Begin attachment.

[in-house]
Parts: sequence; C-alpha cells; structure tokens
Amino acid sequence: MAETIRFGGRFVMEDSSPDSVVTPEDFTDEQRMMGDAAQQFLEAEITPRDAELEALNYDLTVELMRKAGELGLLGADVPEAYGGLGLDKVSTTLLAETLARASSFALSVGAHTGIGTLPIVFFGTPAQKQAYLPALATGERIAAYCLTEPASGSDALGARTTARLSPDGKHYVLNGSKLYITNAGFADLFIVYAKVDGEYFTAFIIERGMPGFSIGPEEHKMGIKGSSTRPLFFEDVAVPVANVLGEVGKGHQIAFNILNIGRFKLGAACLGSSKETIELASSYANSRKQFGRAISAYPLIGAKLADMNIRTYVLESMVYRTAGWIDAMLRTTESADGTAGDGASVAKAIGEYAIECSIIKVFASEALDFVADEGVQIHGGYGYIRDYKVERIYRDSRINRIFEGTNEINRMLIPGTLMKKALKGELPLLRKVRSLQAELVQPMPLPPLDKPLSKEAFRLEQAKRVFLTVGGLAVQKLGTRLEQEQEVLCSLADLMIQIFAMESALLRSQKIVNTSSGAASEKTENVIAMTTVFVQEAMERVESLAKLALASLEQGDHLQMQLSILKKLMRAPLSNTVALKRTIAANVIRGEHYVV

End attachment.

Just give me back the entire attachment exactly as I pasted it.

[in-house]
Parts: sequence; C-alpha cells; structure tokens
Amino acid sequence: MAETIRFGGRFVMEDSSPDSVVTPEDFTDEQRMMGDAAQQFLEAEITPRDAELEALNYDLTVELMRKAGELGLLGADVPEAYGGLGLDKVSTTLLAETLARASSFALSVGAHTGIGTLPIVFFGTPAQKQAYLPALATGERIAAYCLTEPASGSDALGARTTARLSPDGKHYVLNGSKLYITNAGFADLFIVYAKVDGEYFTAFIIERGMPGFSIGPEEHKMGIKGSSTRPLFFEDVAVPVANVLGEVGKGHQIAFNILNIGRFKLGAACLGSSKETIELASSYANSRKQFGRAISAYPLIGAKLADMNIRTYVLESMVYRTAGWIDAMLRTTESADGTAGDGASVAKAIGEYAIECSIIKVFASEALDFVADEGVQIHGGYGYIRDYKVERIYRDSRINRIFEGTNEINRMLIPGTLMKKALKGELPLLRKVRSLQAELVQPMPLPPLDKPLSKEAFRLEQAKRVFLTVGGLAVQKLGTRLEQEQEVLCSLADLMIQIFAMESALLRSQKIVNTSSGAASEKTENVIAMTTVFVQEAMERVESLAKLALASLEQGDHLQMQLSILKKLMRAPLSNTVALKRTIAANVIRGEHYVV